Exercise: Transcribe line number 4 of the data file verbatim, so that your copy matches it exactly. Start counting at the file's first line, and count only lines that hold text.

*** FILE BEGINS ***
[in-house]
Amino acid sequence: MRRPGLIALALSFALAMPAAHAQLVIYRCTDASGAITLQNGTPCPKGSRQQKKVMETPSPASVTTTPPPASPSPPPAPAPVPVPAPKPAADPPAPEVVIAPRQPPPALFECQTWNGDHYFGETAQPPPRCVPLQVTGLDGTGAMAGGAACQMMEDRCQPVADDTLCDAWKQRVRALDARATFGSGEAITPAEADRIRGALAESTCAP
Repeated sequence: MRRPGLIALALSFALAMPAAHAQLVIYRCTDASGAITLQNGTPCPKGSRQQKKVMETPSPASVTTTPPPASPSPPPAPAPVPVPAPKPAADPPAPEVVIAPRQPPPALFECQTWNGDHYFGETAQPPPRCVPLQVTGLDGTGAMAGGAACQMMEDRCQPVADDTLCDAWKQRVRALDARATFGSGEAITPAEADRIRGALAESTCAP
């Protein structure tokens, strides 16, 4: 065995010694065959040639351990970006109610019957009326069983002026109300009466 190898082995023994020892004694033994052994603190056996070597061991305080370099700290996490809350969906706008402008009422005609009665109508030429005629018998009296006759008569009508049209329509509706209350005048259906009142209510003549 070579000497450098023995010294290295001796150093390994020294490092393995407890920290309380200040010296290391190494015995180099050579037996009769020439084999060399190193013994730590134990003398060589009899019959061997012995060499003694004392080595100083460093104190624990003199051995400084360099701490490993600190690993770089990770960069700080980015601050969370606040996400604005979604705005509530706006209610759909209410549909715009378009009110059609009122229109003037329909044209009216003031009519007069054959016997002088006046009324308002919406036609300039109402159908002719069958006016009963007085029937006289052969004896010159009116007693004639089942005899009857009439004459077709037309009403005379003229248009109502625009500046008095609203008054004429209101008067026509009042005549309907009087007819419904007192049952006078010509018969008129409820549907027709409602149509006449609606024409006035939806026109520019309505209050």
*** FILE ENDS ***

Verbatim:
């Protein structure tokens, strides 16, 4: 065995010694065959040639351990970006109610019957009326069983002026109300009466 190898082995023994020892004694033994052994603190056996070597061991305080370099700290996490809350969906706008402008009422005609009665109508030429005629018998009296006759008569009508049209329509509706209350005048259906009142209510003549 070579000497450098023995010294290295001796150093390994020294490092393995407890920290309380200040010296290391190494015995180099050579037996009769020439084999060399190193013994730590134990003398060589009899019959061997012995060499003694004392080595100083460093104190624990003199051995400084360099701490490993600190690993770089990770960069700080980015601050969370606040996400604005979604705005509530706006209610759909209410549909715009378009009110059609009122229109003037329909044209009216003031009519007069054959016997002088006046009324308002919406036609300039109402159908002719069958006016009963007085029937006289052969004896010159009116007693004639089942005899009857009439004459077709037309009403005379003229248009109502625009500046008095609203008054004429209101008067026509009042005549309907009087007819419904007192049952006078010509018969008129409820549907027709409602149509006449609606024409006035939806026109520019309505209050």